Across the country, demonstrators are calling for better workplace protections for grocery store employees. Here, protestors gather in Boston.M. Scott Brauer / Redux

Working in a grocery store has earned me and my co-workers a temporary status. After years of being overlooked, we suddenly feel a sense of responsibility, solidarity, and pride. On a private Facebook group page for my company, Trader Joe’s, one employee from Washington State posted a picture of a company-issued work shirt hanging from the ceiling of the store. A sign attached to the shirt read Not all heroes wear scrubs.

I’m grateful to be acknowledged for the risky work we’re doing. Being in an environment where morale is up despite global uncertainty is encouraging. But I have a problem with all this hero talk. It’s a pernicious label perpetuated by those who wish to gain something—money, goods, a clean conscience—from my jeopardization.

Sometime in the second half of March, panic shopping was well under way, all nonessential businesses had already closed, and the nation was quickly adapting to shelter-in-place mandates. Though the sales floor at my store in Portland, Oregon, was swarming with customers, my boss announced an impromptu, drop-everything meeting in the back room. I assumed we would be given the order to shut down or shift to curbside pickup only.

Once we were all gathered in the back, seated on overturned milk crates, my boss removed a folded-up piece of paper from his pocket and began to read a letter from our company’s management that thanked us, presumptively, for our “confidence and steadiness” and offered our store a bonus. He quoted a customer who called our efforts “a lifeline.”

Before the close of the meeting, my boss led us in a round of applause for our own hard work and dauntlessness. Though I clapped, something didn’t sit right with me. Unlike medical personnel and emergency responders, we didn’t sign up for potentially life-threatening work. We can’t check the temperature of people entering our store or maintain a safe distance from one another. At the time that memo was read, we were discouraged from wearing masks, because their efficacy against the coronavirus was undetermined. I felt this advice had little to do with pointlessness and more to do with optics. Consumers wouldn’t feel comfortable coming into our store if it looked like the inside of an operating theater.

Since that backroom huddle, I have read daily about the newest essential frontline workers—bus drivers, people who work with the homeless community, and, mainly, grocery-store employees. The nation’s leaders and cultural influencers have been tweeting their praises. Every major news outlet has featured a story that has established us as heroes. “We ought to thank [supermarket employees] for their service, not blame them because market lines are long or inventory is low,” a Los Angeles Times article said.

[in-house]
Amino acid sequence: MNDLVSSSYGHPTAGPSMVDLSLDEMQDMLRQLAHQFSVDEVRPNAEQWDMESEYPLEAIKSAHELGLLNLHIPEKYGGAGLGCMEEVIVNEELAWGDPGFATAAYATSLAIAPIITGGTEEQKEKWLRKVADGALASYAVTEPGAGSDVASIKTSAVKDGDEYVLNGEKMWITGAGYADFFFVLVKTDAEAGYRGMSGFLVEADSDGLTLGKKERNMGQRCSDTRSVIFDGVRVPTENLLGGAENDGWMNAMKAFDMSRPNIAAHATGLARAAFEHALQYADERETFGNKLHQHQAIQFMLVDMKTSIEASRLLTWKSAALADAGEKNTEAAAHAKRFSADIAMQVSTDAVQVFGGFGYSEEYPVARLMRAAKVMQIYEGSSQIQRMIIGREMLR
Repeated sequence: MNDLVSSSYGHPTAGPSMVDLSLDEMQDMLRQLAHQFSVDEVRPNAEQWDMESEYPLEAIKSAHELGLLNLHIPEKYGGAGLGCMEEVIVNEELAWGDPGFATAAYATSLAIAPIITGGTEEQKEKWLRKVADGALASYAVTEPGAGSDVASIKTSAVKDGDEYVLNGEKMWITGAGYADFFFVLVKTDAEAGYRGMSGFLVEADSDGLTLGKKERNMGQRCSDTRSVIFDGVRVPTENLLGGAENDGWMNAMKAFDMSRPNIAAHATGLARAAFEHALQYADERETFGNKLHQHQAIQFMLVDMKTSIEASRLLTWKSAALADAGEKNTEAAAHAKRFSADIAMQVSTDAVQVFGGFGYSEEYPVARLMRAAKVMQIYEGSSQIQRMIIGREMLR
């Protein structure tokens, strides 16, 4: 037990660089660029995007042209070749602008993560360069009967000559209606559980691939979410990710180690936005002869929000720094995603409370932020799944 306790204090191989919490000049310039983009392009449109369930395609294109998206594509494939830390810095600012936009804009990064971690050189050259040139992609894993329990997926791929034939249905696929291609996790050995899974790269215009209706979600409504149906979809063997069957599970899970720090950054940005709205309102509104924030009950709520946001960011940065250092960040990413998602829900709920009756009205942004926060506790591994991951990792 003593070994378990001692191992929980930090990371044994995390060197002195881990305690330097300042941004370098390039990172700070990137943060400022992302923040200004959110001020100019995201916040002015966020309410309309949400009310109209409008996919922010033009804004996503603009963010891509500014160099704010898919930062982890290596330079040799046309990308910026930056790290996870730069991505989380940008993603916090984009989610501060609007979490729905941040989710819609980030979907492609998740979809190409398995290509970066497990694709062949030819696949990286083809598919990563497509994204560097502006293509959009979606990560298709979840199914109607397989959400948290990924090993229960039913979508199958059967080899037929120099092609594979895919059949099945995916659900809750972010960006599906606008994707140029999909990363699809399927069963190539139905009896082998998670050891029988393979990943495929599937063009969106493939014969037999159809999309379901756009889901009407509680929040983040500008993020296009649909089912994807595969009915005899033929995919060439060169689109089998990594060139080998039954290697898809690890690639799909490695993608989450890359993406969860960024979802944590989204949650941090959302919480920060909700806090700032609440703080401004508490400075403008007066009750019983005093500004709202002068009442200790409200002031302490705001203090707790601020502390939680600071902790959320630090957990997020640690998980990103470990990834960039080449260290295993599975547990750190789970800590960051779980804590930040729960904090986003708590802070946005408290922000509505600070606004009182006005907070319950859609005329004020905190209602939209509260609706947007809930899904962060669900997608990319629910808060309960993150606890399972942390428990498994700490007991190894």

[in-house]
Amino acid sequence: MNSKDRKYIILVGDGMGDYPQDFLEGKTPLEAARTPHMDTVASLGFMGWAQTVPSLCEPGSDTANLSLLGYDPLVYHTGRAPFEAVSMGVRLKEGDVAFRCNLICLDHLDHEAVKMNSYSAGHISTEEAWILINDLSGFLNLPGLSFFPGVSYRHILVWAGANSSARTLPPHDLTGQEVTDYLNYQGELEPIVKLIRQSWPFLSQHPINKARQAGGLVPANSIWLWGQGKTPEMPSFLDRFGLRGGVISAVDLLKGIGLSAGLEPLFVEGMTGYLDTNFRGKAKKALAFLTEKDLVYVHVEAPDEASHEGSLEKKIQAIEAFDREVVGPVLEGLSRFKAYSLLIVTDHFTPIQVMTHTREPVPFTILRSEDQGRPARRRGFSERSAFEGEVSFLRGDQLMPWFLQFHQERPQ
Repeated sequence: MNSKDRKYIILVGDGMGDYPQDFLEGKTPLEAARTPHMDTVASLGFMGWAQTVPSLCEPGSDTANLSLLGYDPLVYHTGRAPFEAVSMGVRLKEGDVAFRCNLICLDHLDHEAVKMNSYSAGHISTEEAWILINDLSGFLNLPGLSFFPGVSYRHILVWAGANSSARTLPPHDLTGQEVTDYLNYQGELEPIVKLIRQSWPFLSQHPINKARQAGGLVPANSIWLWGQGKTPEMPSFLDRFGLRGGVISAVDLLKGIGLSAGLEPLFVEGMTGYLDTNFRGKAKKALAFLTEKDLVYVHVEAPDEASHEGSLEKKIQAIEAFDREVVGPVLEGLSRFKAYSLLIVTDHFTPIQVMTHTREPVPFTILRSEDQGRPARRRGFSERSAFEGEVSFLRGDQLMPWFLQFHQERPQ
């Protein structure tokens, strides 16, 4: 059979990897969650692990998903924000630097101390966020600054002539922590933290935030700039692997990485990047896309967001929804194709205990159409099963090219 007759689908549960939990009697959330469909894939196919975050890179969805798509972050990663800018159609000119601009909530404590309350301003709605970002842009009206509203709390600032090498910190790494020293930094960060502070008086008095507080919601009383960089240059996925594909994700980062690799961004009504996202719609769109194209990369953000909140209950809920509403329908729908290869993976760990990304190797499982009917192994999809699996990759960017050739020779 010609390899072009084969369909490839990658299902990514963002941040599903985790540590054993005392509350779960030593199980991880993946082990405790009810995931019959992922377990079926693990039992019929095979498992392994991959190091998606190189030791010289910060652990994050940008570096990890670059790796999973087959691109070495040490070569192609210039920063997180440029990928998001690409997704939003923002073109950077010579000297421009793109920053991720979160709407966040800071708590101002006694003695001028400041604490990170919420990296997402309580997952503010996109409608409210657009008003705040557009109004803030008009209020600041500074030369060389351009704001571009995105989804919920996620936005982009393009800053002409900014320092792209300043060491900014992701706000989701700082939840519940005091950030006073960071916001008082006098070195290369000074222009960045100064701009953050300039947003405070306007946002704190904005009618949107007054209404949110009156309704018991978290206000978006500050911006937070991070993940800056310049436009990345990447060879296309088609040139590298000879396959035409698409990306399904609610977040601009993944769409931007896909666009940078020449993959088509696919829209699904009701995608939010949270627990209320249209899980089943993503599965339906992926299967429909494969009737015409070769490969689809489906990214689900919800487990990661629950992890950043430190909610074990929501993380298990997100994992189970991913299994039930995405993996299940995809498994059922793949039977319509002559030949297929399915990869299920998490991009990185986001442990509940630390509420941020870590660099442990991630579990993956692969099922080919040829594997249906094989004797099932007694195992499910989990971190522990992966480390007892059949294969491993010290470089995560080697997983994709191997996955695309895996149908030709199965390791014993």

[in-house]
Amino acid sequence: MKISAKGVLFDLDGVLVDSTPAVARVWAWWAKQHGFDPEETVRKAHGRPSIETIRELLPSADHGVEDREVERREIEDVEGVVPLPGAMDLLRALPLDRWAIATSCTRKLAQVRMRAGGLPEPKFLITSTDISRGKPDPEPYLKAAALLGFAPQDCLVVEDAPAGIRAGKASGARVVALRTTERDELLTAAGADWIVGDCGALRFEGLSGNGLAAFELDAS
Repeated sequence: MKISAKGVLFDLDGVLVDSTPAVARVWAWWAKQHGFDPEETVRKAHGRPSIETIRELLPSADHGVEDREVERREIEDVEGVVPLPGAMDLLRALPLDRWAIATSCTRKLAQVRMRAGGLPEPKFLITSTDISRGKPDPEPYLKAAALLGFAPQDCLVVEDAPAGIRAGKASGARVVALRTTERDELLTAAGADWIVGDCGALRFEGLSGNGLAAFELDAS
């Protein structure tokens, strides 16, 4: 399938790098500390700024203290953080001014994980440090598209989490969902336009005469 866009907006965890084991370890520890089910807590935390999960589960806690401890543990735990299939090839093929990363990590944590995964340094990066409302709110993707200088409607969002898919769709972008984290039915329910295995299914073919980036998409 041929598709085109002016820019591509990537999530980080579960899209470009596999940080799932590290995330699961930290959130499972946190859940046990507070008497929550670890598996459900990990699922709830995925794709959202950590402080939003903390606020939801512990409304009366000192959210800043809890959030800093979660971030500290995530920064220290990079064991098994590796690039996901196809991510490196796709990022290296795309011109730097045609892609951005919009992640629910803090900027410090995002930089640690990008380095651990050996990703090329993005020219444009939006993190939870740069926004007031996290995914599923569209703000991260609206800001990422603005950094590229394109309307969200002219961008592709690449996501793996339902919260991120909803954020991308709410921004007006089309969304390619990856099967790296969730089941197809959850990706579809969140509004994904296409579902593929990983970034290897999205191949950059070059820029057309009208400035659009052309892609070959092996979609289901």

I fear that many of my co-workers are so high on recognition and glorification, they can’t see the real danger they’re in. It troubles me to hear about people like Jason Hargrove, the Detroit bus driver who died less than two weeks after a passenger coughed openly on his bus, or about how New York City’s hardest-hit neighborhoods are low-income and full of the working poor. I’m afraid that when a grocery-store worker does fall ill, the measures taken in response might lack transparency.

Cashiers and shelf-stockers and delivery-truck drivers aren’t heroes. They’re victims. To call them heroes is to justify their exploitation. By praising the blue-collar worker’s public service, the progressive consumer is assuaged of her cognitive dissonance. When the world isn’t falling apart, we know the view of us is usually as faceless, throwaway citizens. The wealthy CEO telling his thousands of employees that they are vital, brave, and noble is a manipulative strategy to keep them churning out profits.

I have immense gratitude for my job. I love my co-workers like family. I respect the company that has employed me and given me excellent health-insurance benefits for more than 16 years. The anger I have is not toward my boss, or my boss’s boss, or even that guy’s boss. It’s toward an unfair system that will never change if we workers don’t question the motivations behind such mythmaking.

I have taken a temporary unpaid leave of absence because I can afford to. I know that many of our country’s essential workers aren’t so lucky. They don’t have a savings account or a second income or a family member to fall back on. They can’t shelter in place while working from home or collecting unemployment. If they stop showing up, they have no income to survive on, and may even lose health benefits or jobs altogether. Maybe they don’t work for a company with fair sick-leave practices or insurance qualifications. Maybe they aren’t guaranteed a job to return to when they’re feeling more physically and emotionally robust, when their city’s projected peak-infection date has passed.

I can't speak for every occupation, but for supermarket cashiers, I think the best way you can show your respect is by not showing up at all. Minimize your shopping outings, and make them quick and efficient. Please save the small talk for next year. And I beg of you, don't call my co-workers heroes as you wait for them to bag your carrot-cake muffins and face serum. They would trade places with you if they could.

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